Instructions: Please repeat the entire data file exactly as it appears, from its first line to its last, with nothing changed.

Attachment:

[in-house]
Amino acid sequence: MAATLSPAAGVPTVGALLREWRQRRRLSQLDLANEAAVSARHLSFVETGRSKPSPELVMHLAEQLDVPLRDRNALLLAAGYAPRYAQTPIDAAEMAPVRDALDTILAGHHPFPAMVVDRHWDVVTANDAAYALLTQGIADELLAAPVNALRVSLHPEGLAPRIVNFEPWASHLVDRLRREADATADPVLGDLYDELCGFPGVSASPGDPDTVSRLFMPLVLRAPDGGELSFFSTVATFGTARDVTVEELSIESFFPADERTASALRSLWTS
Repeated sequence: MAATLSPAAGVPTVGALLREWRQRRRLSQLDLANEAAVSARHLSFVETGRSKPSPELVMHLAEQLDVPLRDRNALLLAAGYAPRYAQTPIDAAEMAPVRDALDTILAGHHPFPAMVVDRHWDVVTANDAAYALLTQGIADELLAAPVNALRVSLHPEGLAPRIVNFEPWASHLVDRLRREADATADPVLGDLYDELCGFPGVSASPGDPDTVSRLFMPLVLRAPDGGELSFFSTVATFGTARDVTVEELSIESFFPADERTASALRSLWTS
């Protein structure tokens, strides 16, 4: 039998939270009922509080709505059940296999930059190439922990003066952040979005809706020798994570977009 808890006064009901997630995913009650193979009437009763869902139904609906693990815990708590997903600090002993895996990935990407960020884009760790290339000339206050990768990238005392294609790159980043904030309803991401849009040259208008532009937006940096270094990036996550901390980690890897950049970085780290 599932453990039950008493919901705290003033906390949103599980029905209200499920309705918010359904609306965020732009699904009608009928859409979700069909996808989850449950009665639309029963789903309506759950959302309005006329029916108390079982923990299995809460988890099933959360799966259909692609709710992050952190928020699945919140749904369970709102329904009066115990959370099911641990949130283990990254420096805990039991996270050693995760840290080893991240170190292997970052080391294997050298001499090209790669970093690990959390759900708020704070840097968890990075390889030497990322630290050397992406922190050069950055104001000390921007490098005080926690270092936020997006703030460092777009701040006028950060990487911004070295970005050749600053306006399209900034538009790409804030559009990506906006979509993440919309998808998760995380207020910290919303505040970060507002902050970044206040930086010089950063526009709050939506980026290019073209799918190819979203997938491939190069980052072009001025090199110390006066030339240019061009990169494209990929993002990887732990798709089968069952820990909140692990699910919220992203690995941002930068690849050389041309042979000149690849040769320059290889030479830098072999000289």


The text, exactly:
[in-house]
Amino acid sequence: MAATLSPAAGVPTVGALLREWRQRRRLSQLDLANEAAVSARHLSFVETGRSKPSPELVMHLAEQLDVPLRDRNALLLAAGYAPRYAQTPIDAAEMAPVRDALDTILAGHHPFPAMVVDRHWDVVTANDAAYALLTQGIADELLAAPVNALRVSLHPEGLAPRIVNFEPWASHLVDRLRREADATADPVLGDLYDELCGFPGVSASPGDPDTVSRLFMPLVLRAPDGGELSFFSTVATFGTARDVTVEELSIESFFPADERTASALRSLWTS
Repeated sequence: MAATLSPAAGVPTVGALLREWRQRRRLSQLDLANEAAVSARHLSFVETGRSKPSPELVMHLAEQLDVPLRDRNALLLAAGYAPRYAQTPIDAAEMAPVRDALDTILAGHHPFPAMVVDRHWDVVTANDAAYALLTQGIADELLAAPVNALRVSLHPEGLAPRIVNFEPWASHLVDRLRREADATADPVLGDLYDELCGFPGVSASPGDPDTVSRLFMPLVLRAPDGGELSFFSTVATFGTARDVTVEELSIESFFPADERTASALRSLWTS
């Protein structure tokens, strides 16, 4: 039998939270009922509080709505059940296999930059190439922990003066952040979005809706020798994570977009 808890006064009901997630995913009650193979009437009763869902139904609906693990815990708590997903600090002993895996990935990407960020884009760790290339000339206050990768990238005392294609790159980043904030309803991401849009040259208008532009937006940096270094990036996550901390980690890897950049970085780290 599932453990039950008493919901705290003033906390949103599980029905209200499920309705918010359904609306965020732009699904009608009928859409979700069909996808989850449950009665639309029963789903309506759950959302309005006329029916108390079982923990299995809460988890099933959360799966259909692609709710992050952190928020699945919140749904369970709102329904009066115990959370099911641990949130283990990254420096805990039991996270050693995760840290080893991240170190292997970052080391294997050298001499090209790669970093690990959390759900708020704070840097968890990075390889030497990322630290050397992406922190050069950055104001000390921007490098005080926690270092936020997006703030460092777009701040006028950060990487911004070295970005050749600053306006399209900034538009790409804030559009990506906006979509993440919309998808998760995380207020910290919303505040970060507002902050970044206040930086010089950063526009709050939506980026290019073209799918190819979203997938491939190069980052072009001025090199110390006066030339240019061009990169494209990929993002990887732990798709089968069952820990909140692990699910919220992203690995941002930068690849050389041309042979000149690849040769320059290889030479830098072999000289």